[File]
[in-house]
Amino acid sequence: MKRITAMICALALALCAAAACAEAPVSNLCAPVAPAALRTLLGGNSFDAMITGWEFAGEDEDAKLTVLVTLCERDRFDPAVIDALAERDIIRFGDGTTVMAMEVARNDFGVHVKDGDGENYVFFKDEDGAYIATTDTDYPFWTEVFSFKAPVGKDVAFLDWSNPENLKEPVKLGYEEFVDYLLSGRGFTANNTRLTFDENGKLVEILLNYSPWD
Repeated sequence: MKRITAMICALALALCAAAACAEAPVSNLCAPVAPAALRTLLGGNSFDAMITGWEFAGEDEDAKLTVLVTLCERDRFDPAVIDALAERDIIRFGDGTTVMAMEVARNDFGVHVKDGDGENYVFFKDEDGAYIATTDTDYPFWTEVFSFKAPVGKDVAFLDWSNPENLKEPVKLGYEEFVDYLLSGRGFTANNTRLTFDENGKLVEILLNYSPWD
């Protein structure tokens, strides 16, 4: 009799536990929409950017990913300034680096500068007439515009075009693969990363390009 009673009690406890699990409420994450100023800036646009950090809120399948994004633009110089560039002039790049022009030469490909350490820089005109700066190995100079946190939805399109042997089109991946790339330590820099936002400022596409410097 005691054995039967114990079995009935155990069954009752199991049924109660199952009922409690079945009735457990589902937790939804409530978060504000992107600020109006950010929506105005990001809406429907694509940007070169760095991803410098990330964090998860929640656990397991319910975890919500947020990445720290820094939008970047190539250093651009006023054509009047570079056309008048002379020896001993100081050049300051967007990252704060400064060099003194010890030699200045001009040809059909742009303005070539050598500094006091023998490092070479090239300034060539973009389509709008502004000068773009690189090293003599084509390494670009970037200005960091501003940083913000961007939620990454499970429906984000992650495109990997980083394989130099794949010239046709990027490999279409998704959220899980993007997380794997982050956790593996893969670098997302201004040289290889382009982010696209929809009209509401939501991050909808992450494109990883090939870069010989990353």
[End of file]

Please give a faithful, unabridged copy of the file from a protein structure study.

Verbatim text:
[in-house]
Amino acid sequence: MKRITAMICALALALCAAAACAEAPVSNLCAPVAPAALRTLLGGNSFDAMITGWEFAGEDEDAKLTVLVTLCERDRFDPAVIDALAERDIIRFGDGTTVMAMEVARNDFGVHVKDGDGENYVFFKDEDGAYIATTDTDYPFWTEVFSFKAPVGKDVAFLDWSNPENLKEPVKLGYEEFVDYLLSGRGFTANNTRLTFDENGKLVEILLNYSPWD
Repeated sequence: MKRITAMICALALALCAAAACAEAPVSNLCAPVAPAALRTLLGGNSFDAMITGWEFAGEDEDAKLTVLVTLCERDRFDPAVIDALAERDIIRFGDGTTVMAMEVARNDFGVHVKDGDGENYVFFKDEDGAYIATTDTDYPFWTEVFSFKAPVGKDVAFLDWSNPENLKEPVKLGYEEFVDYLLSGRGFTANNTRLTFDENGKLVEILLNYSPWD
């Protein structure tokens, strides 16, 4: 009799536990929409950017990913300034680096500068007439515009075009693969990363390009 009673009690406890699990409420994450100023800036646009950090809120399948994004633009110089560039002039790049022009030469490909350490820089005109700066190995100079946190939805399109042997089109991946790339330590820099936002400022596409410097 005691054995039967114990079995009935155990069954009752199991049924109660199952009922409690079945009735457990589902937790939804409530978060504000992107600020109006950010929506105005990001809406429907694509940007070169760095991803410098990330964090998860929640656990397991319910975890919500947020990445720290820094939008970047190539250093651009006023054509009047570079056309008048002379020896001993100081050049300051967007990252704060400064060099003194010890030699200045001009040809059909742009303005070539050598500094006091023998490092070479090239300034060539973009389509709008502004000068773009690189090293003599084509390494670009970037200005960091501003940083913000961007939620990454499970429906984000992650495109990997980083394989130099794949010239046709990027490999279409998704959220899980993007997380794997982050956790593996893969670098997302201004040289290889382009982010696209929809009209509401939501991050909808992450494109990883090939870069010989990353």